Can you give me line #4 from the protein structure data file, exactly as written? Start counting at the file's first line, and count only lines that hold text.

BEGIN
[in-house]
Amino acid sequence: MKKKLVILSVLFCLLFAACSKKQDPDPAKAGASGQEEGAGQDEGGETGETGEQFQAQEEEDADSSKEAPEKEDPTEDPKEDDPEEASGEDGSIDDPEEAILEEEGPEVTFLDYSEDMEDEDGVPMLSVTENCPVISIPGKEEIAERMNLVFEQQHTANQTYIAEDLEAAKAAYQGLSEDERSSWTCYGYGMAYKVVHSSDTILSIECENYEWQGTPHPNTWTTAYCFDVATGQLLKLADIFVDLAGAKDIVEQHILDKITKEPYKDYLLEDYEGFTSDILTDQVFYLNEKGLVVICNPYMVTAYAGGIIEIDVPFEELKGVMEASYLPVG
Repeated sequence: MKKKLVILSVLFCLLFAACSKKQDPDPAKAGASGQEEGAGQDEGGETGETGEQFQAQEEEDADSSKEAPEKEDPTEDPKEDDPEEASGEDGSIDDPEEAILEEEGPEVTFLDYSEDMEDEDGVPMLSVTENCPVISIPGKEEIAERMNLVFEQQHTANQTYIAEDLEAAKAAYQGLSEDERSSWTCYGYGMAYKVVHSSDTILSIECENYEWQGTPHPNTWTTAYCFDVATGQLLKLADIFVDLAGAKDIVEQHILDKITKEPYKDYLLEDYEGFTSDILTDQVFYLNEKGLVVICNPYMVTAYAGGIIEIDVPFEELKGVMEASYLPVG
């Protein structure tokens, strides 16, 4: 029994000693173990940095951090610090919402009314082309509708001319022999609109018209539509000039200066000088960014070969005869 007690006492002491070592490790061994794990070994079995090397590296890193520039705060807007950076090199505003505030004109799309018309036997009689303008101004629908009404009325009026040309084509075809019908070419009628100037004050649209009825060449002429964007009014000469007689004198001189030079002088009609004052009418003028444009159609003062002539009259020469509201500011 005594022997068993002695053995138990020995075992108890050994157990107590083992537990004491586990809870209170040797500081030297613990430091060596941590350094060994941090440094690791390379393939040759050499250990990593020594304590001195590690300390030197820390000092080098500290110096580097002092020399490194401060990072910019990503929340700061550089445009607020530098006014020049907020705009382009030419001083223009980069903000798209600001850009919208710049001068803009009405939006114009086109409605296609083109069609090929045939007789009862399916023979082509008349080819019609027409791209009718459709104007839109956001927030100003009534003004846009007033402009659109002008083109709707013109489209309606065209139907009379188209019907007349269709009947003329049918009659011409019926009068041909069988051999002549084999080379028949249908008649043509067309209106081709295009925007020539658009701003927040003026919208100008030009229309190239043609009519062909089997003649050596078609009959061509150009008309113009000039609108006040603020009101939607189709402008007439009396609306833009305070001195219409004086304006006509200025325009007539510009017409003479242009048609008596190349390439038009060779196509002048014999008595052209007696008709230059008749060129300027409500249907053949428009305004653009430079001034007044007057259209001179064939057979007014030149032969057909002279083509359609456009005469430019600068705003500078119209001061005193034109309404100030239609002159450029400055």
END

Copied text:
């Protein structure tokens, strides 16, 4: 029994000693173990940095951090610090919402009314082309509708001319022999609109018209539509000039200066000088960014070969005869 007690006492002491070592490790061994794990070994079995090397590296890193520039705060807007950076090199505003505030004109799309018309036997009689303008101004629908009404009325009026040309084509075809019908070419009628100037004050649209009825060449002429964007009014000469007689004198001189030079002088009609004052009418003028444009159609003062002539009259020469509201500011 005594022997068993002695053995138990020995075992108890050994157990107590083992537990004491586990809870209170040797500081030297613990430091060596941590350094060994941090440094690791390379393939040759050499250990990593020594304590001195590690300390030197820390000092080098500290110096580097002092020399490194401060990072910019990503929340700061550089445009607020530098006014020049907020705009382009030419001083223009980069903000798209600001850009919208710049001068803009009405939006114009086109409605296609083109069609090929045939007789009862399916023979082509008349080819019609027409791209009718459709104007839109956001927030100003009534003004846009007033402009659109002008083109709707013109489209309606065209139907009379188209019907007349269709009947003329049918009659011409019926009068041909069988051999002549084999080379028949249908008649043509067309209106081709295009925007020539658009701003927040003026919208100008030009229309190239043609009519062909089997003649050596078609009959061509150009008309113009000039609108006040603020009101939607189709402008007439009396609306833009305070001195219409004086304006006509200025325009007539510009017409003479242009048609008596190349390439038009060779196509002048014999008595052209007696008709230059008749060129300027409500249907053949428009305004653009430079001034007044007057259209001179064939057979007014030149032969057909002279083509359609456009005469430019600068705003500078119209001061005193034109309404100030239609002159450029400055």